Here is the pic:
Chicken Cutlets with Sauce and cheese
Whole Wheat elbows with butter and Romano cheese
Steamed green beans
And today we learn an important lesson about why I need to post more often, or at least learn to take some sort of notes about what is actually in my bentos after I snap a pic and plan to have it on my blog.
“Gosh Smalerie,” you might be thinking to yourself right now. “That sure looks tasty. But if you don’t mind my asking, what exactly is in that every-so-attractive bento?”
First of all, I can smell your sarcasm from a mile away…smarty pants… And second of all, I have no freaking clue!
All I can remember is that this was the result of my desire to make a chicken salad that had mustard in it and did not contain mayonnaise. I packed all the elements separately so that I wouldn’t find myself with a squishy mess come lunch time. Salad components included parsley, scallions, cucumber, and tomato.
Good God, I can’t even remember if I even liked this bento. So I don’t even know if this little experiment of mine was a success. Has Smalerie been able to create a yummy low-fat chicken salad? Like the number of licks it takes to get to the center of a Tootsie Pop, the world may never know.
I have a wonderful co-worker who drives me home almost everyday. My house is pretty much on her way, and since we make each other laugh, it’s a pretty fun drive. When we are not comparing pet stories or talking about work, we get to discussing dinner and various recipes we enjoy. One day, I mentioned that I was trying to figure out what to make for a friend of mine who just had surgery, and she suggested a simple casserole dish. This caused a problem because the only casserole I could think of was baked ziti or lasagna, neither of which I felt like making.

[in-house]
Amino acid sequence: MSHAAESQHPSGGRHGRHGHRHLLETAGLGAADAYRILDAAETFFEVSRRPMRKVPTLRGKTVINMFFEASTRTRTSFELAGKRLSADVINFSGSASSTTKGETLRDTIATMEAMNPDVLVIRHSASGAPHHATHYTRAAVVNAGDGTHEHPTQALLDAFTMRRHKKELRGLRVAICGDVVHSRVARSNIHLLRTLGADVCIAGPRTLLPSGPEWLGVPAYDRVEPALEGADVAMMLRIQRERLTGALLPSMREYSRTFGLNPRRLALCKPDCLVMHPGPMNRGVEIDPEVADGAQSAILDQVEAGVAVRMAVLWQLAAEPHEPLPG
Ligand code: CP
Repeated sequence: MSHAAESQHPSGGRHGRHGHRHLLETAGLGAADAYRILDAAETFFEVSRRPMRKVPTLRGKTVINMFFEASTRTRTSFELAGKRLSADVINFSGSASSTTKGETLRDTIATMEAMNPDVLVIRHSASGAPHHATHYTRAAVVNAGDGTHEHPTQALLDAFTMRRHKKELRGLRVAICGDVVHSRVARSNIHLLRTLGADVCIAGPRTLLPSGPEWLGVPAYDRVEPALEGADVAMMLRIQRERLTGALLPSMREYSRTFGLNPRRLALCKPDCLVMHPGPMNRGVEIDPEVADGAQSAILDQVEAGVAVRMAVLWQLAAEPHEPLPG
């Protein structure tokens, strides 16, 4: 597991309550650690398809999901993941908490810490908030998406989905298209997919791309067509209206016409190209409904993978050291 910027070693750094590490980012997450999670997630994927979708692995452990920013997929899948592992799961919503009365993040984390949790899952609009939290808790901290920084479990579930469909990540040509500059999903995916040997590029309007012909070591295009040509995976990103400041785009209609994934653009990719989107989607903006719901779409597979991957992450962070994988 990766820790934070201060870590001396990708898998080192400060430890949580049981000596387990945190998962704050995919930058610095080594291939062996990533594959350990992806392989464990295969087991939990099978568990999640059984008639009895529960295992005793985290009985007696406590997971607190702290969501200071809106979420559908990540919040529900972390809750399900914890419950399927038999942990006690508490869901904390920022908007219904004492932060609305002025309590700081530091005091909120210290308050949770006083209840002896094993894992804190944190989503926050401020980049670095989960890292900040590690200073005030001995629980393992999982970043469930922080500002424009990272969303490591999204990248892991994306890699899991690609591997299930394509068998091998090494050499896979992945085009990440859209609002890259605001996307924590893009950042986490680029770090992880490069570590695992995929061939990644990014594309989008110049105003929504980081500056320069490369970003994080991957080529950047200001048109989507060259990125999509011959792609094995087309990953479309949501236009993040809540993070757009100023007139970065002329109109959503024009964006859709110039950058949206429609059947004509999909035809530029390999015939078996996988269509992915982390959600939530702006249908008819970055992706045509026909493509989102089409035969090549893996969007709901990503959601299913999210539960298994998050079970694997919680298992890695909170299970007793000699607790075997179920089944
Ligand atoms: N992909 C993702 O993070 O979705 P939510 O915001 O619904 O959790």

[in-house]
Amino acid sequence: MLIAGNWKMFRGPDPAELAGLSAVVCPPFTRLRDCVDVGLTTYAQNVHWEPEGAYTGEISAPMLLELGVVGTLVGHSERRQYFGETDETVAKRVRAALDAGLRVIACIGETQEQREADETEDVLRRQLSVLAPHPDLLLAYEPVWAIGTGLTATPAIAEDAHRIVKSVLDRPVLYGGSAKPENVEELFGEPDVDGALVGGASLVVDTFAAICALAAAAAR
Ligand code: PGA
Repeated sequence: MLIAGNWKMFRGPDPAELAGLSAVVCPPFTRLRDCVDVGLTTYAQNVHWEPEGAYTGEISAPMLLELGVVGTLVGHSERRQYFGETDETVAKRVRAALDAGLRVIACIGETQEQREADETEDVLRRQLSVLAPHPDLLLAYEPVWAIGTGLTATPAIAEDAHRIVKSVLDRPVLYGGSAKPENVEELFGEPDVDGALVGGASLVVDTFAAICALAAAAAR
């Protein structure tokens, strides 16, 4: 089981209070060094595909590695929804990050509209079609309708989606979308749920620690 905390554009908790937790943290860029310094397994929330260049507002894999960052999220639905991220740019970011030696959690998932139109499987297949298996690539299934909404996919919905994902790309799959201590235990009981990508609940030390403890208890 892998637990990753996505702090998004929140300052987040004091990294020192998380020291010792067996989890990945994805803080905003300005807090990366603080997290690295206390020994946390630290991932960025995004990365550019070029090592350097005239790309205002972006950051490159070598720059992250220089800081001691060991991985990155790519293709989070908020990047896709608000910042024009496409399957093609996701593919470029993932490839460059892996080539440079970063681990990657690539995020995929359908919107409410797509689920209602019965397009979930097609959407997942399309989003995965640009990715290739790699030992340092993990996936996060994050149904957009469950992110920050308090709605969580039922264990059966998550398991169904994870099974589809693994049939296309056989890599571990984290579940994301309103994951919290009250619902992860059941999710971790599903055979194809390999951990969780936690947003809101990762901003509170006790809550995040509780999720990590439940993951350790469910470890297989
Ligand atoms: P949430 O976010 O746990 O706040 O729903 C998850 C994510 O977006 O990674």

The next day my co-worker brought me in a surprise – a vintage casserole cookbook.
I was over the moon because not only could it give me ideas, but really…look at that cover! You can just tell by looking that this baby is a classic! Romantic pics of your casserole by the fireside? Check! “Low Calorie” recipes that involve frying? Check! A section on how to make a sophisticated garnish out of cherry tomatoes and a lemon slice? You got it baby. To be honest, I am tempted not to give this little gem of a resource back. 😉
For my friends, I decided to make the Lemon Chicken, a recipe found in the “low calorie” section of the book. Obviously, we have different ideas of “low” because the recipe involved frying the chicken with it’s skin on in a pan of vegetable oil.
I was pleased to discover that the recipe was quite easy and ending up looking just like it did on the picture. Other than that, I couldn’t really tell you much about taste, but it certainly seemed VERY lemony.
Behold! The amalgamation of lemon and chicken into an amazing one dish meal of retro goodness!
I know. It’s pretty powerful. I’ll look away if you need a moment to yourself to bask in it’s yellowy-brown glory. 😉
This bento is a bit of an old one, but I found a bunch of pics I that never used on the site. Rather than just throw them in my flickr account, I figured they deserved their spotlight time.
breaded chicken breast strips (my own kinda shake and bake)
bbq sauce with chili sauce swirl
reduced fat cheese
This bento was fun because i had a good time using the chili sauce not only to spice things up in terms of taste, but also in the look of things as well. The trick is to make sure you mix it into the other food before you eat it if you want things to be a bit more mild.
The chicken was really simple to make. While you can buy pre-cut chicken strips and pre-seasoned bread crumbs, I often like to do these things myself. Buying whole chicken pieces can help you cut down on the cost, and making your own bread crumbs from that bread you forgot about helps reduce waste. Also to be sure these stay healthy, I baked these in the toaster oven rather then fried them. It’s nice and fast and makes a pretty satisfying lunch.
Recently a restaurant near me had added carpaccio to their menu for a limted time. I was thrilled, we are talking all kinds of excited and demanded we go for it AS SOON AS POSSIBLE. When we placed our order at the restaurant, I noticed that the chef came out with a plate and the waitstaff all kinda crowded around him. They talked for a few moments and the chef himself came over without plate. It turns out that we were the first people to order the dish, and the chef wanted to know about our background, experience with the dish, and to pretty much give us a culinary pat on the back.